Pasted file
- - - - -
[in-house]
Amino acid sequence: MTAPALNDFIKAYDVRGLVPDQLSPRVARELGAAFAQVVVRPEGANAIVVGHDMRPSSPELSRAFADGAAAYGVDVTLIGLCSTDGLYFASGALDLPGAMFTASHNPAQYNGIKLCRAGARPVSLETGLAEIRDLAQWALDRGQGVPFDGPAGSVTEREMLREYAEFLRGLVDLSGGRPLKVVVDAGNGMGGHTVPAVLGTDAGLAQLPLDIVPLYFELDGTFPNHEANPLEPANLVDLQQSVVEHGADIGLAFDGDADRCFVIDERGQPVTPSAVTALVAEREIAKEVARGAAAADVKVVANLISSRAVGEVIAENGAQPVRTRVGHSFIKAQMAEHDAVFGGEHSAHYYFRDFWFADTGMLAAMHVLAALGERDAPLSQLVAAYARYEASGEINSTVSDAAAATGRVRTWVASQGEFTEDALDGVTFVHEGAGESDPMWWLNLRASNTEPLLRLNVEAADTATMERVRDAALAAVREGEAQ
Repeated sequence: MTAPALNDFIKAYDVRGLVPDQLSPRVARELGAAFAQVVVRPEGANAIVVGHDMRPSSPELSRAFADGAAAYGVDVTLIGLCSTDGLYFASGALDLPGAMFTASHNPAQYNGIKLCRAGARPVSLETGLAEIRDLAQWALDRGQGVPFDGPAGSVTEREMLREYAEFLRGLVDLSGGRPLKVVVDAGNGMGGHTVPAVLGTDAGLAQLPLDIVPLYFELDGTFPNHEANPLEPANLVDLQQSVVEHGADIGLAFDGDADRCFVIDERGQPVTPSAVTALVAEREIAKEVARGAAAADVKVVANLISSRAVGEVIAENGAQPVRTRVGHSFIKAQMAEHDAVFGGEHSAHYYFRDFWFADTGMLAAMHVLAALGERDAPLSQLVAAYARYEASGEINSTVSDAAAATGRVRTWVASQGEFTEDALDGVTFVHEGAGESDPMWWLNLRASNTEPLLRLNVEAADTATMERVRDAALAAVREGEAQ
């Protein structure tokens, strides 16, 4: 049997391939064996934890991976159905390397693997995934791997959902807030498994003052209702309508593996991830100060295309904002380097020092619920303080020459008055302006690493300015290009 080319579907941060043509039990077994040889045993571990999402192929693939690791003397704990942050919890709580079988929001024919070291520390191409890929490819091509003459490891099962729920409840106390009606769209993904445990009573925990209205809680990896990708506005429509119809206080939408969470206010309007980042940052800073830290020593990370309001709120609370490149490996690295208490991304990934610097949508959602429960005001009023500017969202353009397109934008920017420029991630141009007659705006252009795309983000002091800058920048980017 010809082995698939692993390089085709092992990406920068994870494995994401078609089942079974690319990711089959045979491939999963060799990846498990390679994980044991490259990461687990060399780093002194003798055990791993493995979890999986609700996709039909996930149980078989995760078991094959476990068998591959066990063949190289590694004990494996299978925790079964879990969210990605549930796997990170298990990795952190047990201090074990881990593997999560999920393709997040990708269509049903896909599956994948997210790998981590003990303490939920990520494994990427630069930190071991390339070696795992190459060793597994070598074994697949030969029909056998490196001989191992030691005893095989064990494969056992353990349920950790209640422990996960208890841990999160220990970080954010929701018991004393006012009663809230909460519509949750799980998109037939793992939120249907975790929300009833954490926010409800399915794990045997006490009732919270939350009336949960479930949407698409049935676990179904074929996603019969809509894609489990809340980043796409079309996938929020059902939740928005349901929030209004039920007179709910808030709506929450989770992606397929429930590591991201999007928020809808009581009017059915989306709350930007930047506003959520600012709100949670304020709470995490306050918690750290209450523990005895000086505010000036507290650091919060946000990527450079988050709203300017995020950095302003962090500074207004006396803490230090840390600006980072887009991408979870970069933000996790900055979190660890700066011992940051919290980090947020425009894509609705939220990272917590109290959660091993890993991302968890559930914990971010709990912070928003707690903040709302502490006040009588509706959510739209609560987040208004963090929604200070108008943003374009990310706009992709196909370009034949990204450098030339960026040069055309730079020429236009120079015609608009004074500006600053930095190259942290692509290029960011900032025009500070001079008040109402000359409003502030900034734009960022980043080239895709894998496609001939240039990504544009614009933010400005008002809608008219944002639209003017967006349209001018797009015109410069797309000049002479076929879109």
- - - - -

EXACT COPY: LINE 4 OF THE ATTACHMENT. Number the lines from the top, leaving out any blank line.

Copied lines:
């Protein structure tokens, strides 16, 4: 049997391939064996934890991976159905390397693997995934791997959902807030498994003052209702309508593996991830100060295309904002380097020092619920303080020459008055302006690493300015290009 080319579907941060043509039990077994040889045993571990999402192929693939690791003397704990942050919890709580079988929001024919070291520390191409890929490819091509003459490891099962729920409840106390009606769209993904445990009573925990209205809680990896990708506005429509119809206080939408969470206010309007980042940052800073830290020593990370309001709120609370490149490996690295208490991304990934610097949508959602429960005001009023500017969202353009397109934008920017420029991630141009007659705006252009795309983000002091800058920048980017 010809082995698939692993390089085709092992990406920068994870494995994401078609089942079974690319990711089959045979491939999963060799990846498990390679994980044991490259990461687990060399780093002194003798055990791993493995979890999986609700996709039909996930149980078989995760078991094959476990068998591959066990063949190289590694004990494996299978925790079964879990969210990605549930796997990170298990990795952190047990201090074990881990593997999560999920393709997040990708269509049903896909599956994948997210790998981590003990303490939920990520494994990427630069930190071991390339070696795992190459060793597994070598074994697949030969029909056998490196001989191992030691005893095989064990494969056992353990349920950790209640422990996960208890841990999160220990970080954010929701018991004393006012009663809230909460519509949750799980998109037939793992939120249907975790929300009833954490926010409800399915794990045997006490009732919270939350009336949960479930949407698409049935676990179904074929996603019969809509894609489990809340980043796409079309996938929020059902939740928005349901929030209004039920007179709910808030709506929450989770992606397929429930590591991201999007928020809808009581009017059915989306709350930007930047506003959520600012709100949670304020709470995490306050918690750290209450523990005895000086505010000036507290650091919060946000990527450079988050709203300017995020950095302003962090500074207004006396803490230090840390600006980072887009991408979870970069933000996790900055979190660890700066011992940051919290980090947020425009894509609705939220990272917590109290959660091993890993991302968890559930914990971010709990912070928003707690903040709302502490006040009588509706959510739209609560987040208004963090929604200070108008943003374009990310706009992709196909370009034949990204450098030339960026040069055309730079020429236009120079015609608009004074500006600053930095190259942290692509290029960011900032025009500070001079008040109402000359409003502030900034734009960022980043080239895709894998496609001939240039990504544009614009933010400005008002809608008219944002639209003017967006349209001018797009015109410069797309000049002479076929879109």